Anita Sarkeesian, the creator of feminist video game critique Tropes vs. Women in Video Games, appeared tonight on The Colbert Report to discuss the Gamergate movement. Ostensibly a "consumer revolt" focused on ethics in video game journalism, Gamergate has been criticized for focusing much of its attention on harassing and threatening prominent women in the gaming industry, with Sarkeesian herself the focus of much of the vitriol.
Targeted by bomb threats, driven from her home by warnings of coming violence, and forced to cancel a recent speech at a university for fear that a gunman would massacre students, Sarkeesian tonight spoke out about the movement disrupting the lives of a number of women in the games industry. She rejected the claim that Gamergate is focused on ethics in video game journalism, and said that served to terrorize women for simply being involved in gaming.
Colbert asked why women couldn't have 'separate but equal' games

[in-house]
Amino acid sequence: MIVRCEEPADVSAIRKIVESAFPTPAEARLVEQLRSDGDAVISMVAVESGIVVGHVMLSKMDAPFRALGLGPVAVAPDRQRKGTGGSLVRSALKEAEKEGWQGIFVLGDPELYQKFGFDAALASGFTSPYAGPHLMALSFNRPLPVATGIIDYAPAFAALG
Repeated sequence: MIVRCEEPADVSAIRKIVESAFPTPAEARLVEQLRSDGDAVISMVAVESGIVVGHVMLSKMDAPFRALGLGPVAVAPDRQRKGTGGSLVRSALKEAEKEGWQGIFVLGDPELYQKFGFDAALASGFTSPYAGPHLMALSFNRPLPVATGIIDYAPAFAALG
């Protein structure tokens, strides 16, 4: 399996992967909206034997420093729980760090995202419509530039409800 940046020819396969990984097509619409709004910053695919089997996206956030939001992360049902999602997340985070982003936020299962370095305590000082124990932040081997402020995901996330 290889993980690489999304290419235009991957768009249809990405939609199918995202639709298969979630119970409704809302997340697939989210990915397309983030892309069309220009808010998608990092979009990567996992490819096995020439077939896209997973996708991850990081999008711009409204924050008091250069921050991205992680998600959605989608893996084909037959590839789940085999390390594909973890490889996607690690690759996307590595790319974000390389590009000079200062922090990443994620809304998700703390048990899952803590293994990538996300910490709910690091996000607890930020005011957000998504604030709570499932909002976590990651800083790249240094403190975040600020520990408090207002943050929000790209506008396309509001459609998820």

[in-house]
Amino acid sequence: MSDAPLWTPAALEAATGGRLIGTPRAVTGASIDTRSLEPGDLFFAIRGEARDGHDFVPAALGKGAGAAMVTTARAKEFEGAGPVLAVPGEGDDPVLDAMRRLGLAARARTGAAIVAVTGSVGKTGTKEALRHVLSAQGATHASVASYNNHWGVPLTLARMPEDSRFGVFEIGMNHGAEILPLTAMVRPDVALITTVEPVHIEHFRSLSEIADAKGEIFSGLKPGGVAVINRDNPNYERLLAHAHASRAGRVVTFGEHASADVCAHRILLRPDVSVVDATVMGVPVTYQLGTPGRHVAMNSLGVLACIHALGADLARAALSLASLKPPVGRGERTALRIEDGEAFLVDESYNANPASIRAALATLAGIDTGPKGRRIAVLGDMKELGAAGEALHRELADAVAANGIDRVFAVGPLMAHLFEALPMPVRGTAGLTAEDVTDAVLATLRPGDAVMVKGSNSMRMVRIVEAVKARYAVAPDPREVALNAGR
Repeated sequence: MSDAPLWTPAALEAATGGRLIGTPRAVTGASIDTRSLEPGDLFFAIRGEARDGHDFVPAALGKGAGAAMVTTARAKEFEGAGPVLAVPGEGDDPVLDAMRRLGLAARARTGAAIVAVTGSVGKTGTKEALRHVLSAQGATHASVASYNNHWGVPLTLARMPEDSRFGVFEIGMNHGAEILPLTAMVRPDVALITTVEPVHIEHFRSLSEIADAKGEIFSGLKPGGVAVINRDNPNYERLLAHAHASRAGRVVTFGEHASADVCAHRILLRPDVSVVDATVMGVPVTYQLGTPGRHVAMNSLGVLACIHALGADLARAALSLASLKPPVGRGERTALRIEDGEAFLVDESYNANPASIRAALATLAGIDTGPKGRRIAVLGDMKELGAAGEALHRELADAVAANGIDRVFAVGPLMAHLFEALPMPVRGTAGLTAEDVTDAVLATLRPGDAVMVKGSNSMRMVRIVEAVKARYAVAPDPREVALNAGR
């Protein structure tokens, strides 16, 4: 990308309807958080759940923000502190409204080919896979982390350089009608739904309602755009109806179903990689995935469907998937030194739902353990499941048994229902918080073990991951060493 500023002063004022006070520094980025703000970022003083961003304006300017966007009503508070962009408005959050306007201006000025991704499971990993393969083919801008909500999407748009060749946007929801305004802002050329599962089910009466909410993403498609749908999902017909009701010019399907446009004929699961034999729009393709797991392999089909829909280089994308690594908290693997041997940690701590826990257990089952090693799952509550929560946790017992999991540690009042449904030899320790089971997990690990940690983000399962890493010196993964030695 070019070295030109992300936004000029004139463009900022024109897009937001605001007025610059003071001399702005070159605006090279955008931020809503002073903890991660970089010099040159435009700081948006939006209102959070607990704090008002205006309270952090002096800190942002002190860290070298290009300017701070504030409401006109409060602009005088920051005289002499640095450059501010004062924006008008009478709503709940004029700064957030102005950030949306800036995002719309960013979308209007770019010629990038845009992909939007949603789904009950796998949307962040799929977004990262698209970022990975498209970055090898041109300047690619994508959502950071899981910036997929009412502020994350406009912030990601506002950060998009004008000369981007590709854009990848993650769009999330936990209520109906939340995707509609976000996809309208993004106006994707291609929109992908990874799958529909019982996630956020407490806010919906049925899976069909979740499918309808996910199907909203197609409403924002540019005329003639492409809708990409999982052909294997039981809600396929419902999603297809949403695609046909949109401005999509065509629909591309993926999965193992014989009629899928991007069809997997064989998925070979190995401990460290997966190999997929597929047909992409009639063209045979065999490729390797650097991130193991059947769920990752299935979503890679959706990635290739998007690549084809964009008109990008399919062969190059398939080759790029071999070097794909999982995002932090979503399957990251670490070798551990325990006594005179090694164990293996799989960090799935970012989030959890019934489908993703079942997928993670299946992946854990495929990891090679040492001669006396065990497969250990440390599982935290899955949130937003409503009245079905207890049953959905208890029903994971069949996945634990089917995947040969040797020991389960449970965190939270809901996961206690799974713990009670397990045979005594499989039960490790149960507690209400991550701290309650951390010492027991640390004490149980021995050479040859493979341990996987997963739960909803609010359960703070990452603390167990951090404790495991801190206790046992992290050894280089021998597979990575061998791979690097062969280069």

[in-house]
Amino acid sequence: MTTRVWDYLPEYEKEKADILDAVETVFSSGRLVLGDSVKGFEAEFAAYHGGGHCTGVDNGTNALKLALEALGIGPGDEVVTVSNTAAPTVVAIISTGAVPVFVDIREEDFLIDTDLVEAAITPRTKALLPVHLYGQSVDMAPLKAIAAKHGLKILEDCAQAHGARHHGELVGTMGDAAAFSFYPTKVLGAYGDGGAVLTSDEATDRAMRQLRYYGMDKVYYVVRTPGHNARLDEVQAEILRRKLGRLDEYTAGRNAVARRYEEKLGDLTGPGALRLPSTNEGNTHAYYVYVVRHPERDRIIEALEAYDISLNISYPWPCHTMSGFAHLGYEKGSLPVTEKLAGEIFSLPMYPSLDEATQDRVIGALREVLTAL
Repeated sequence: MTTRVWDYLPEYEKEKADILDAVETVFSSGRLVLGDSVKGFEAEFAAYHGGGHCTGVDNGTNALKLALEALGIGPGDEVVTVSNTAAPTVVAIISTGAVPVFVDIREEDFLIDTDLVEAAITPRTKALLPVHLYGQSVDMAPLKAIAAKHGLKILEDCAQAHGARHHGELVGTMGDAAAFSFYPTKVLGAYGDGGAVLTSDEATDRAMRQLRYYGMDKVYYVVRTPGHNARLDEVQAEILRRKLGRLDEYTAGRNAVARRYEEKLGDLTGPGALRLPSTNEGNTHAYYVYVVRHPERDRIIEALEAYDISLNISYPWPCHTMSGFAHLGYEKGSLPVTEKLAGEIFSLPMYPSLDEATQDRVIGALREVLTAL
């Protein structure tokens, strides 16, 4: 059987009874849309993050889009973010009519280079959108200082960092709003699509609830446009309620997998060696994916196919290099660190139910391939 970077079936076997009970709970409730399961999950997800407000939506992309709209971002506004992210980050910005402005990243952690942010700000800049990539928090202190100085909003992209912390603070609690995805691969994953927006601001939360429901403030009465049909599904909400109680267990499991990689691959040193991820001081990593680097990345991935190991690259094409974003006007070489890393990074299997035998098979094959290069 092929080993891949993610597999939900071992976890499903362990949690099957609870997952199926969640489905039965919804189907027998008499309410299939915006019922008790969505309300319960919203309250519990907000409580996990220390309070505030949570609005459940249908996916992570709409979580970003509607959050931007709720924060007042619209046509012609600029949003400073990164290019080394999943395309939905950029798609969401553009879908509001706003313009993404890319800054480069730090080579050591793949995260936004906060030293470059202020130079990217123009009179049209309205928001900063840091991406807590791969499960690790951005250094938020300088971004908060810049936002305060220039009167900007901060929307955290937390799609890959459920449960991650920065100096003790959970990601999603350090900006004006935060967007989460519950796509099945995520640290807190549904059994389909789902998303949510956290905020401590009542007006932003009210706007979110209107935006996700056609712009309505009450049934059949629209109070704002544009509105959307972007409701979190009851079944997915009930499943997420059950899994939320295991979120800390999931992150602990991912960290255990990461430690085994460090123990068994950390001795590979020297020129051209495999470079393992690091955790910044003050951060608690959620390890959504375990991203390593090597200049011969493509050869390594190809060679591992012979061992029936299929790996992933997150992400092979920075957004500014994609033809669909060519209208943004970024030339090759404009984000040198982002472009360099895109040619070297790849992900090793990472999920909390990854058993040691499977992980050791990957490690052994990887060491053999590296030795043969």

Colbert peppered the segment with jokes, poking fun at the biblical imagery conjured up by what Gamergate supporters have called their "traditional gamer lifestyle," and wondering aloud if he was still within his rights to like looking at women wearing skimpy armor. But his trademark approach allowed for some powerful political points to be made: Colbert questioned why men — such as ex-Minnesota Vikings punter Chris Kluwe — who have spoken out against Gamergate haven't been threatened in the same way that Sarkeesian, Brianna Wu, and Zoe Quinn have.
He also asked why women couldn't just have "separate but equal games," a direct reference to the infamous and racist "separate but equal" law that enabled racial segregation in the United States. The 10-minute segment closed with Colbert asking Sarkeesian whether he was able to call himself a feminist. In order to give himself the tag, and join the ranks of Gamergate's hated "social justice warriors," Sarkeesian queried simply whether he believed in equal rights for women, to which Colbert replied — "sure, I guess."